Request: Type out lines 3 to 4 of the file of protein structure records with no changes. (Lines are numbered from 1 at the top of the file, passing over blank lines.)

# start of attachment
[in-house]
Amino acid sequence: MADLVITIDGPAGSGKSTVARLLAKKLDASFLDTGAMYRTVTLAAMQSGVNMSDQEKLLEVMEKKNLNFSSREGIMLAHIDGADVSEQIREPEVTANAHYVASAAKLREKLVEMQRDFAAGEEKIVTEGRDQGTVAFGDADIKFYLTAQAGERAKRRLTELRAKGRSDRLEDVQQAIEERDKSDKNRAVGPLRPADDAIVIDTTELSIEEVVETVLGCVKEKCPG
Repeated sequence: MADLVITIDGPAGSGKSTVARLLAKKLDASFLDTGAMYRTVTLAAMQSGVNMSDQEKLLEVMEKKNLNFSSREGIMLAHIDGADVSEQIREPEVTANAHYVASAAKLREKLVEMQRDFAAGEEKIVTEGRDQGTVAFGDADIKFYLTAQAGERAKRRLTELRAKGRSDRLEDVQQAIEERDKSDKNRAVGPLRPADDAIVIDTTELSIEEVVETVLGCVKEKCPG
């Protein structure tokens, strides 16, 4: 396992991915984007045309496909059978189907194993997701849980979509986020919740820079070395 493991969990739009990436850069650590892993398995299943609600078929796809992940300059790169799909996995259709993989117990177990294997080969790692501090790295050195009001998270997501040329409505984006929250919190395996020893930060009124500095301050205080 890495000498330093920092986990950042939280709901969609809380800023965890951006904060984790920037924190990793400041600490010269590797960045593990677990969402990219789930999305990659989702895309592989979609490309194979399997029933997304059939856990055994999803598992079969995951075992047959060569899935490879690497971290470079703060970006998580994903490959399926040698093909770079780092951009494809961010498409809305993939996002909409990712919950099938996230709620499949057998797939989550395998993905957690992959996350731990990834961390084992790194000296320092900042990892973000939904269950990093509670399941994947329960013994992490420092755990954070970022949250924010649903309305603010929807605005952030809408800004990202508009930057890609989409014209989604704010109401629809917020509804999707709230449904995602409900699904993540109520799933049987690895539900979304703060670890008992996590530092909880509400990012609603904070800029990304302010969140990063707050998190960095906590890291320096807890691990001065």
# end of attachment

Repeated sequence: MADLVITIDGPAGSGKSTVARLLAKKLDASFLDTGAMYRTVTLAAMQSGVNMSDQEKLLEVMEKKNLNFSSREGIMLAHIDGADVSEQIREPEVTANAHYVASAAKLREKLVEMQRDFAAGEEKIVTEGRDQGTVAFGDADIKFYLTAQAGERAKRRLTELRAKGRSDRLEDVQQAIEERDKSDKNRAVGPLRPADDAIVIDTTELSIEEVVETVLGCVKEKCPG
């Protein structure tokens, strides 16, 4: 396992991915984007045309496909059978189907194993997701849980979509986020919740820079070395 493991969990739009990436850069650590892993398995299943609600078929796809992940300059790169799909996995259709993989117990177990294997080969790692501090790295050195009001998270997501040329409505984006929250919190395996020893930060009124500095301050205080 890495000498330093920092986990950042939280709901969609809380800023965890951006904060984790920037924190990793400041600490010269590797960045593990677990969402990219789930999305990659989702895309592989979609490309194979399997029933997304059939856990055994999803598992079969995951075992047959060569899935490879690497971290470079703060970006998580994903490959399926040698093909770079780092951009494809961010498409809305993939996002909409990712919950099938996230709620499949057998797939989550395998993905957690992959996350731990990834961390084992790194000296320092900042990892973000939904269950990093509670399941994947329960013994992490420092755990954070970022949250924010649903309305603010929807605005952030809408800004990202508009930057890609989409014209989604704010109401629809917020509804999707709230449904995602409900699904993540109520799933049987690895539900979304703060670890008992996590530092909880509400990012609603904070800029990304302010969140990063707050998190960095906590890291320096807890691990001065």